UNICEF Urges Access to Early Learning for the Most Disadvantaged Children
Latest data indicates that more than 200 million children from low- and middle-income countries under the age of five are failing to attain their developmental potential because of poverty, poor heath and limited opportunities to learn.
This year’s theme for Global Action Week focuses on early learning under the slogan “Rights from the Start! Early Childhood Education Now!” Today, more than half of the world’s children remain excluded from pre-primary education.
Early childhood is defined as the period from birth to eight years old. A time of remarkable brain growth, it lays the foundation for future learning and development. In fact, 85 per cent of a child’s brain develops by age five, even before a child enters school.
“Quality early childhood programs, designed for the most vulnerable and combined with parenting support, have a significant impact on linguistic, cognitive and social skills necessary for lifelong learning,” said Susan Durston, UNICEF’s global chief of education.
“Opening the doors for early learning, also presents a unique opportunity to break the cycle of poverty and disadvantage for many millions of children, including breaking down gender stereotypes through positive early gender socialization.”
By helping children prepare for school, early learning initiatives also lessen the effects of household deprivation, halt the transfer of educational disadvantage from parents to children and strengthen prospects for economic growth for families and communities.
However, many barriers stand in the way of early childhood learning. Barriers such as the lack of importance and resource allocation given to pre-primary education, lack of annual statistical data, cost of enrollment, limited availability of nearby early childhood facilities and a dearth of skilled educators and teachers persist in excluding children from pre-primary education.
While an increasing number of countries have developed and ratified national policies on early childhood care and learning, many of these policies continue to suffer from insufficient funding and fragmented planning, and as a result, they ultimately fail to translate into action.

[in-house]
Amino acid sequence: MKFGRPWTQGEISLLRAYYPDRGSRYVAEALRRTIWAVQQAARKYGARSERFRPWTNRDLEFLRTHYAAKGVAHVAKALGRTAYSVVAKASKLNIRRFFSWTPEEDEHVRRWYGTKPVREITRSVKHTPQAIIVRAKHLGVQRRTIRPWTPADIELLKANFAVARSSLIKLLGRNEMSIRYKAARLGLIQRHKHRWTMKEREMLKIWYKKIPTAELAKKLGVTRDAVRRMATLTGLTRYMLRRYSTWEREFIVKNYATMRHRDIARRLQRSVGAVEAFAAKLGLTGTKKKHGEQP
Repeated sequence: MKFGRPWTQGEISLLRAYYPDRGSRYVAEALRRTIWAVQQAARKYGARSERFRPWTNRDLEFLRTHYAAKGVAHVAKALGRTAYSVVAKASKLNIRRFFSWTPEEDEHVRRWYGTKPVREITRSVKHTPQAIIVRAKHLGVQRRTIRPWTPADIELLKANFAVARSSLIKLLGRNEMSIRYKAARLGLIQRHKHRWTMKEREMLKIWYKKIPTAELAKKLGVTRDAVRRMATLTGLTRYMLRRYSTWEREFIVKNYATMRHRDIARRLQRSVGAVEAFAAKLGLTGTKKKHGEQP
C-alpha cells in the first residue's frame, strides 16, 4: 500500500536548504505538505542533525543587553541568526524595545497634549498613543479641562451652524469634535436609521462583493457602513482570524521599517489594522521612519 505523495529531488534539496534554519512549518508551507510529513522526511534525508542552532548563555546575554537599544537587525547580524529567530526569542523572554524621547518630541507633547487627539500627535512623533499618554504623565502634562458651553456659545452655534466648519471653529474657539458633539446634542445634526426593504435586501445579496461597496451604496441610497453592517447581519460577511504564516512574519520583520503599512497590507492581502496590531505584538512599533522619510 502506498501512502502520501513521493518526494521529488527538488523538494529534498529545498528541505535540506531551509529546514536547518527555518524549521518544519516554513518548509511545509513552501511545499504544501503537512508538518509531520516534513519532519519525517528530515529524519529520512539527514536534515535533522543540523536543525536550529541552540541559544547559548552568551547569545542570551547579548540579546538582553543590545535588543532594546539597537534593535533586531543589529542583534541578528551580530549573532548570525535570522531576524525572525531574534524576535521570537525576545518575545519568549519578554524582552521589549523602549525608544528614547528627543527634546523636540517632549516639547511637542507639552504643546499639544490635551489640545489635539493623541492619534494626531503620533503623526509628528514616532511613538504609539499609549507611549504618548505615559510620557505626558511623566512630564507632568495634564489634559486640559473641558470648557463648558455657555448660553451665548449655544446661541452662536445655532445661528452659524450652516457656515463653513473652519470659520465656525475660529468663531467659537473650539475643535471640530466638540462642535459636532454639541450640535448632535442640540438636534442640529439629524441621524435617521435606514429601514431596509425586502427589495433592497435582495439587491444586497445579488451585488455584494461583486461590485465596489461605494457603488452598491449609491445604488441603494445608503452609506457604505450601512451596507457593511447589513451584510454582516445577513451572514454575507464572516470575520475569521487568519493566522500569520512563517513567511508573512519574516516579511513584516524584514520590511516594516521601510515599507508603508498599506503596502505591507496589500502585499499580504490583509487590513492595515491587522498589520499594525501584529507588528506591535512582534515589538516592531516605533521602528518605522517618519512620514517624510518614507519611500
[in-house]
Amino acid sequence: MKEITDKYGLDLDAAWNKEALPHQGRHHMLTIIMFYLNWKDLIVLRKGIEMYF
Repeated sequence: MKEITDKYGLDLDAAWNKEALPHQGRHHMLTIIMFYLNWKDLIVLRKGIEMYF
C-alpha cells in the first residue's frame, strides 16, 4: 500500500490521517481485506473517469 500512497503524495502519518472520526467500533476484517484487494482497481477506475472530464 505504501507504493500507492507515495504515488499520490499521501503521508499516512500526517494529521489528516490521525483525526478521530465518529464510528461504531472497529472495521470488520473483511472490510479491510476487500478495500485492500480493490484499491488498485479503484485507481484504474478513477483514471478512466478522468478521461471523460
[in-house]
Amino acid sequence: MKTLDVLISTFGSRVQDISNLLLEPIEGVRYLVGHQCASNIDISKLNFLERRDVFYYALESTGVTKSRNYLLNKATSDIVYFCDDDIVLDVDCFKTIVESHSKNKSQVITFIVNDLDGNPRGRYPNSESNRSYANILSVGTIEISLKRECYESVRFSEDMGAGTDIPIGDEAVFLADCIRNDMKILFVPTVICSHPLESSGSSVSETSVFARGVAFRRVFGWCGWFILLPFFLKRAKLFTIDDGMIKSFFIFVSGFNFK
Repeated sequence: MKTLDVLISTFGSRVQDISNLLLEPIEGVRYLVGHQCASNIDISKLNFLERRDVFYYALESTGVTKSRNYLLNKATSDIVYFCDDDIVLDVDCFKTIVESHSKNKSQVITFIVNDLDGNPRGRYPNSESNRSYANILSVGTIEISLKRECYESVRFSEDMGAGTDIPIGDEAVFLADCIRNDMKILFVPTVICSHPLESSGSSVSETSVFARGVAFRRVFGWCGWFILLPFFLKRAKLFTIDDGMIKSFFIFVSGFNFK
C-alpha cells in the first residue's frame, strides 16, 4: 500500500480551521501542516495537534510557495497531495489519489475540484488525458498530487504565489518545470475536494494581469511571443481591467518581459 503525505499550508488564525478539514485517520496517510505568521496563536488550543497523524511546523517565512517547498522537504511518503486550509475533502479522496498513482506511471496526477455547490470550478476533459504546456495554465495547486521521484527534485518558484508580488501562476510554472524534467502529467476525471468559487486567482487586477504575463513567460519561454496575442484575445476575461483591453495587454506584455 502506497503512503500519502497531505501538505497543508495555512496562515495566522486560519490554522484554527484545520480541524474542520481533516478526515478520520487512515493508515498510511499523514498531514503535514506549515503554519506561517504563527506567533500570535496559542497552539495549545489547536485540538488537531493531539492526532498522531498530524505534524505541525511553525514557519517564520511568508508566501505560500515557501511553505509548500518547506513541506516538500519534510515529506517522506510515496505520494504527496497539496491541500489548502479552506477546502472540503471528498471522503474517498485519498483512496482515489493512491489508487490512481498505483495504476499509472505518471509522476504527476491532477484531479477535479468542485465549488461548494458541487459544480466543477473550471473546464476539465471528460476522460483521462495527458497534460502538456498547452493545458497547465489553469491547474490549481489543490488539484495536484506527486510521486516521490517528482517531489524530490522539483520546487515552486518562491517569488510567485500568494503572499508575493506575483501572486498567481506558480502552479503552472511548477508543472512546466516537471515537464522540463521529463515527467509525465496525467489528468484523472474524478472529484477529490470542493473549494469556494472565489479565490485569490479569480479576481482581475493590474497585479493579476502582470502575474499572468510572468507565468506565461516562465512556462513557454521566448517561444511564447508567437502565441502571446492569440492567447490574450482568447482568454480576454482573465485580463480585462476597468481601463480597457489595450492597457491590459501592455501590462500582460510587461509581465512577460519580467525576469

To address some of these constraints, UNICEF focuses on ensuring that children enroll in school at the appropriate age and that those who enter the first grade of primary school come ready to learn.
By providing appropriate options for early learning, countries can then decide depending on the situation which strategy and option to implement for maximum result in getting children the opportunity for early learning.
For example, the Getting Ready for School: A Child to Child approach initiative provides a cost-effective supplemental model countries with resource constraints can use, which has shown significant gains in children’s readiness for school as well as get them into school at the right age.
Supporting countries in the development of national policies that support universal school readiness and translating them into action also helps provide this service to young children, especially the most marginalized.
“Getting children ready for school and in school at the right age demands concerted efforts and political will,” Durston said. “By investing in our youngest learners now, we not only enable them to fulfill their potential, but also contribute toward achieving all the Millennium Development Goals.”
UNICEF works in 190 countries and territories to help children survive and thrive, from early childhood through adolescence. The world’s largest provider of vaccines for developing countries, UNICEF supports child health and nutrition, good water and sanitation, quality basic education for all boys and girls, and the protection of children from violence, exploitation, and AIDS. UNICEF is funded entirely by the voluntary contributions of individuals, businesses, foundations and governments. For more information about UNICEF and its work visit: www.unicef.org
About Child-to-Child Trust
Child-to-Child Trust is an international network promoting children’s participation in health and development based at the University of London’s Institute of Education. During the past 30 years, the work has spread to more than 70 countries worldwide and impacts more than a million children annually. To achieve its mission, the Trust promotes child-centered, active learning approaches that engage children on health and development issues. Children then disseminate their learning to other children, their families and their wider communities through participatory research activities. To advocate for these approaches the Child-to-Child Trust produces publications and teaching aids and provides training courses and consultancies. The Trust works through both local partners in-country as well as through large international organizations such as UNICEF and UNESCO. For more information visit www.child-to-child.org.
See this release at its original location at www.unicef.org.
UN Photo/Kibae Park